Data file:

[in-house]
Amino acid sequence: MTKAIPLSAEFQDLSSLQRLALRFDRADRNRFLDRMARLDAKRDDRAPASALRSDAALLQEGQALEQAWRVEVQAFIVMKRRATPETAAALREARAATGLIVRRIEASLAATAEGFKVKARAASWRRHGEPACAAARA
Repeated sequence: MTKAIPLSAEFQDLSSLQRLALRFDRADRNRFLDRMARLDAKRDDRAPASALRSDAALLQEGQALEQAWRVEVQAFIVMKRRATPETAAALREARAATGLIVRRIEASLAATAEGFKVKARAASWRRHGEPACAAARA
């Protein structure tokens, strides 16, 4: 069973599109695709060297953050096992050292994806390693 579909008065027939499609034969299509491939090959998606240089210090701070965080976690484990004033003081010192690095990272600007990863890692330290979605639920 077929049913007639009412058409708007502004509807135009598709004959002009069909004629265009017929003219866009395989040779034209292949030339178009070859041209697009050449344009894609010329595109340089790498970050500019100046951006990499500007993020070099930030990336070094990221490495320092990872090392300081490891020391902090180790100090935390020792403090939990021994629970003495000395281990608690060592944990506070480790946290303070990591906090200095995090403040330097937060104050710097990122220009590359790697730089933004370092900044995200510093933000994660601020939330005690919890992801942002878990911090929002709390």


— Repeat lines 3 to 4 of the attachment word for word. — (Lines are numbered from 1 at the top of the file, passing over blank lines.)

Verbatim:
Repeated sequence: MTKAIPLSAEFQDLSSLQRLALRFDRADRNRFLDRMARLDAKRDDRAPASALRSDAALLQEGQALEQAWRVEVQAFIVMKRRATPETAAALREARAATGLIVRRIEASLAATAEGFKVKARAASWRRHGEPACAAARA
């Protein structure tokens, strides 16, 4: 069973599109695709060297953050096992050292994806390693 579909008065027939499609034969299509491939090959998606240089210090701070965080976690484990004033003081010192690095990272600007990863890692330290979605639920 077929049913007639009412058409708007502004509807135009598709004959002009069909004629265009017929003219866009395989040779034209292949030339178009070859041209697009050449344009894609010329595109340089790498970050500019100046951006990499500007993020070099930030990336070094990221490495320092990872090392300081490891020391902090180790100090935390020792403090939990021994629970003495000395281990608690060592944990506070480790946290303070990591906090200095995090403040330097937060104050710097990122220009590359790697730089933004370092900044995200510093933000994660601020939330005690919890992801942002878990911090929002709390």